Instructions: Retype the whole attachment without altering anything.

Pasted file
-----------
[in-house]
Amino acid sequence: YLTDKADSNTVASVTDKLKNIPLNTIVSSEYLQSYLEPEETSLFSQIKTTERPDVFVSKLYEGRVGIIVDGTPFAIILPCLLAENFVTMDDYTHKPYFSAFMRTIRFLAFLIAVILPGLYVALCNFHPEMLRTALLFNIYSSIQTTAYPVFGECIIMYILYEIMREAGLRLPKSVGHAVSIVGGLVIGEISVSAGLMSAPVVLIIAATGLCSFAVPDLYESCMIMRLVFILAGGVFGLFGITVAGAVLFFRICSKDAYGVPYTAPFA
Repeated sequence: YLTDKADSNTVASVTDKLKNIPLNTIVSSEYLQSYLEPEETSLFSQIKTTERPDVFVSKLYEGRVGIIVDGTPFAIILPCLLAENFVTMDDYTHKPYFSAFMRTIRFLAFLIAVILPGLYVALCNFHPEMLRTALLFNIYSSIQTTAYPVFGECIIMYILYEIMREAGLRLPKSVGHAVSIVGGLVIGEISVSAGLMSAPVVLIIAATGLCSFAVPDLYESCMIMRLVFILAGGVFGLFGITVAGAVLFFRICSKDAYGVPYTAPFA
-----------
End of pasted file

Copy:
[in-house]
Amino acid sequence: YLTDKADSNTVASVTDKLKNIPLNTIVSSEYLQSYLEPEETSLFSQIKTTERPDVFVSKLYEGRVGIIVDGTPFAIILPCLLAENFVTMDDYTHKPYFSAFMRTIRFLAFLIAVILPGLYVALCNFHPEMLRTALLFNIYSSIQTTAYPVFGECIIMYILYEIMREAGLRLPKSVGHAVSIVGGLVIGEISVSAGLMSAPVVLIIAATGLCSFAVPDLYESCMIMRLVFILAGGVFGLFGITVAGAVLFFRICSKDAYGVPYTAPFA
Repeated sequence: YLTDKADSNTVASVTDKLKNIPLNTIVSSEYLQSYLEPEETSLFSQIKTTERPDVFVSKLYEGRVGIIVDGTPFAIILPCLLAENFVTMDDYTHKPYFSAFMRTIRFLAFLIAVILPGLYVALCNFHPEMLRTALLFNIYSSIQTTAYPVFGECIIMYILYEIMREAGLRLPKSVGHAVSIVGGLVIGEISVSAGLMSAPVVLIIAATGLCSFAVPDLYESCMIMRLVFILAGGVFGLFGITVAGAVLFFRICSKDAYGVPYTAPFA